Oh really? My guy is an Abby :/ hopefully he'll take to the anesthetic well!
Ok, so keep the cage extra clean in case of infection :) What is recovery food? is it specialty food made especially for post op pigs? or just certain veg?
 

Wiebke

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Oh really? My guy is an Abby :/ hopefully he'll take to the anesthetic well!
Ok, so keep the cage extra clean in case of infection :) What is recovery food? is it specialty food made especially for post op pigs? or just certain veg?
I haven't noticed any problems with my abys - and I have/have had a number of them over the years. One of them is a neutered boar.
 

Celine298

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All the best!

Here is our detailed post-op care guide: Tips For Post-operative Care

Make sure that you have stuff handy to step in with syringe feeding as soon as needed.
Complete Syringe Feeding Guide

Contact your vet if your boy is at any time not picking up/losing his appetite, asap as an emergency if he is apathetic.
Check him daily for the first 4 weeks for any signs of swelling in the groin area and have him seen promptly. After that, you switch to 2-3 times a week for the next couple of weeks and then to the normal weekly check up. It is rare after a month, but post-op abscesses can appear up to 6 months.

I currently have 5 neutered "husboars", but have had them before. One - that had been neutered on my behalf by a new local rescue and the general vet of their choice after his predecessor had been diagnosed with an inoperable tumor - has suffered some rare and more unusual post-op complications, but has made it through them with the help of forum people and a piggy savvy vet/strong antibiotic; that was 5 years ago, and he is still with me, if somewhat elderly now. ;)

Thankfully, with a good vet that is experienced with guinea pig neutering or practised with small furries ops, the success rate has gone up massively over the course of the last few years. But as it is an elective surgery, there is of course always more apprehehension.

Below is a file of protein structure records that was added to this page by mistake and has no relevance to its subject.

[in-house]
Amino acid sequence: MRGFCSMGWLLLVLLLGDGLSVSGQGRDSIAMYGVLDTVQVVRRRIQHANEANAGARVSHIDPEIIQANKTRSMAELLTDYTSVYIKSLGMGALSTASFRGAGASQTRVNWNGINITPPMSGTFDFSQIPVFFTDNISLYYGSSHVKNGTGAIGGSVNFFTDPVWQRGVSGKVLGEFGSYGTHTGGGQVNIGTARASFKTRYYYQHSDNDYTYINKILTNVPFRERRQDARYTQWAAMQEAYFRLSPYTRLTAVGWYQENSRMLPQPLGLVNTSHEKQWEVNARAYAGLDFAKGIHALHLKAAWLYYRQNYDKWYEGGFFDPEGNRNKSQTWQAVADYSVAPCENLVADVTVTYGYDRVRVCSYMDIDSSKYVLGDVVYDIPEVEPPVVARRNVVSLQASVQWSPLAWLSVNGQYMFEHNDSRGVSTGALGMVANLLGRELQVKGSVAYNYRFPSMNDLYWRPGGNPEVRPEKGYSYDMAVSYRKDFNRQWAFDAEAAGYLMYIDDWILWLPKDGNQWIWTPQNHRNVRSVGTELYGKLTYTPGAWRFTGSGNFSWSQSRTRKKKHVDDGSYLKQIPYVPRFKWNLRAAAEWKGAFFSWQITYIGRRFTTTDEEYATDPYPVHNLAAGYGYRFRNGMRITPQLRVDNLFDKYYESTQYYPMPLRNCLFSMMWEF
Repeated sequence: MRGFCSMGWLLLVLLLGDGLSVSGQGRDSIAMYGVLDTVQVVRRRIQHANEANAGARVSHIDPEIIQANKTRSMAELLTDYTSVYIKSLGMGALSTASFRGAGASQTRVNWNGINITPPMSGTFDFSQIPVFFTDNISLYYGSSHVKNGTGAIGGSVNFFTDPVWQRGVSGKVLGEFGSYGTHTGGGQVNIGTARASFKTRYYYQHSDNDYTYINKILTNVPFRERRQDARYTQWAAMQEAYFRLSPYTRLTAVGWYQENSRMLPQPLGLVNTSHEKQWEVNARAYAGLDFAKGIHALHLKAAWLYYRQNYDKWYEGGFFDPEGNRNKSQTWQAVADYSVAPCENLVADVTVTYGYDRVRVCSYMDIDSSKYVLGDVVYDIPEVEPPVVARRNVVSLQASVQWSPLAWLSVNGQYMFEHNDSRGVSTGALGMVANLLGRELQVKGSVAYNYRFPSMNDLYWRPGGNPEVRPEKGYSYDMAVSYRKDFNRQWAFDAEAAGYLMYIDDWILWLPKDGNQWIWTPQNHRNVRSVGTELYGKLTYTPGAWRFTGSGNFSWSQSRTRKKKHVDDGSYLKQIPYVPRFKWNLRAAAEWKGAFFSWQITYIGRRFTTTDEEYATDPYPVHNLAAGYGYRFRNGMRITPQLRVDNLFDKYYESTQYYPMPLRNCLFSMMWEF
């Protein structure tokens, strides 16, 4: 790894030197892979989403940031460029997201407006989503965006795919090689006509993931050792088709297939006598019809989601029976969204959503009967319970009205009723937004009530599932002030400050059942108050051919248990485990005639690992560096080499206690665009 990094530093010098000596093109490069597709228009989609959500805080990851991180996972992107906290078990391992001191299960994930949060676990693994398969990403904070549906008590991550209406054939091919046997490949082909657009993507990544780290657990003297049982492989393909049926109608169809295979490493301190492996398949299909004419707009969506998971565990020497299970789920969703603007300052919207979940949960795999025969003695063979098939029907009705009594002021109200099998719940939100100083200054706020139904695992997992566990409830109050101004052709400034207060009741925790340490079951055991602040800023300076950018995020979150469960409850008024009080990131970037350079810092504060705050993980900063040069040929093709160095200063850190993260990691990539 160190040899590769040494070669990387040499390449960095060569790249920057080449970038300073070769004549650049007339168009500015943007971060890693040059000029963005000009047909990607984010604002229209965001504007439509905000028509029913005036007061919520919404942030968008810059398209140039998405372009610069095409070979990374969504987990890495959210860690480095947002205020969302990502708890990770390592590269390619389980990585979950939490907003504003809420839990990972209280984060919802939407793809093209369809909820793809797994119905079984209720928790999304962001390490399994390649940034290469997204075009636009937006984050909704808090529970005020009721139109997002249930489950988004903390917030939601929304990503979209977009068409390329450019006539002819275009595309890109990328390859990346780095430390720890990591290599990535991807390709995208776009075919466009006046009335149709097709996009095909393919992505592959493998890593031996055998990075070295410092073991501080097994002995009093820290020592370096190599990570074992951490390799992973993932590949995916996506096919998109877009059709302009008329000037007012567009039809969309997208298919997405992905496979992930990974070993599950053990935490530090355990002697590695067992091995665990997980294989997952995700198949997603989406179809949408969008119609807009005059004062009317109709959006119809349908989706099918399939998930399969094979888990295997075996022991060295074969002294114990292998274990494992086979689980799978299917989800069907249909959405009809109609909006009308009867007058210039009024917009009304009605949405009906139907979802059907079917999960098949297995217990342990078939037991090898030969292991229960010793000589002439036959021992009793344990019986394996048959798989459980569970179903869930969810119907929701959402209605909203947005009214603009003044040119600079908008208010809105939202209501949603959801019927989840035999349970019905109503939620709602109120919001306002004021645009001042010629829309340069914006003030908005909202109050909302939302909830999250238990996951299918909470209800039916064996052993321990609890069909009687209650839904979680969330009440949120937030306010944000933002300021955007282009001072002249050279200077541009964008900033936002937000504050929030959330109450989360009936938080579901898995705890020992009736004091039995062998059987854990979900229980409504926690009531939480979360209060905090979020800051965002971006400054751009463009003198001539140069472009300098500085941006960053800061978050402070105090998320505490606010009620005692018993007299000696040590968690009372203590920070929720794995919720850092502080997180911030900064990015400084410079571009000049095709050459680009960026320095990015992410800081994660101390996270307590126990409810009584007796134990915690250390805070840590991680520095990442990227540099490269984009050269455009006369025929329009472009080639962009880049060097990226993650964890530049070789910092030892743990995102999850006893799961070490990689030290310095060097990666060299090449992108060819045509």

Please also be aware that you need to conduct a full 6 weeks post-op wait if you want your boy to be 100% safe to go with sows. My surprise baby Tegan is the legacy of a supposedly safe over 5 weeks post-op boar (not one of my mine), just to prove that particular point - it can really happen that late! Our recommendations follow the practice of good standard piggy savvy rescues in this country that ensure despite routine neutering/introducing rescue sows to privately neutered boars there have been no pregnancies in years.

Thanks for the info :) Glad your little man pulled through ok and is now a happy and healthy old sage :D
As much as I would secretly love a million surprise babies, I think it's in their best interest to keep them apart for a while first. I plan on investing in a sow when Sunny is three to four weeks into his recovery. I'll keep them separate but in adjoining cages for a couple of weeks to get used to one another's scent/sounds. Sunny should be good to go by the end of this time period :)
 

Wiebke

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You can find information on recovery foods etc. in the syringe feeding guide, but in a pinch, mushed pellets will do - or a mix of formula and pellets if your piggy doesn't like the taste of recover food.

Ideally you keep a freshly operated piggy on light fleece, vetbed or towels for the first couple of days and change once or twice daily, depending on how ill/mobile your piggy is.
 

Wiebke

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Please take the time to read the guides I have linked to in my first post. We have made them as detailed and step-by-step comprehensive as possible. You will find most of the necessary information in there.
 

Celine298

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Please take the time to read the guides I have linked to in my first post. We have made them as detailed and step-by-step comprehensive as possible. You will find most of the necessary information in there.
I will :) If I have any questions I'll pop back into the community or ring my vet! Thanks for all the advice !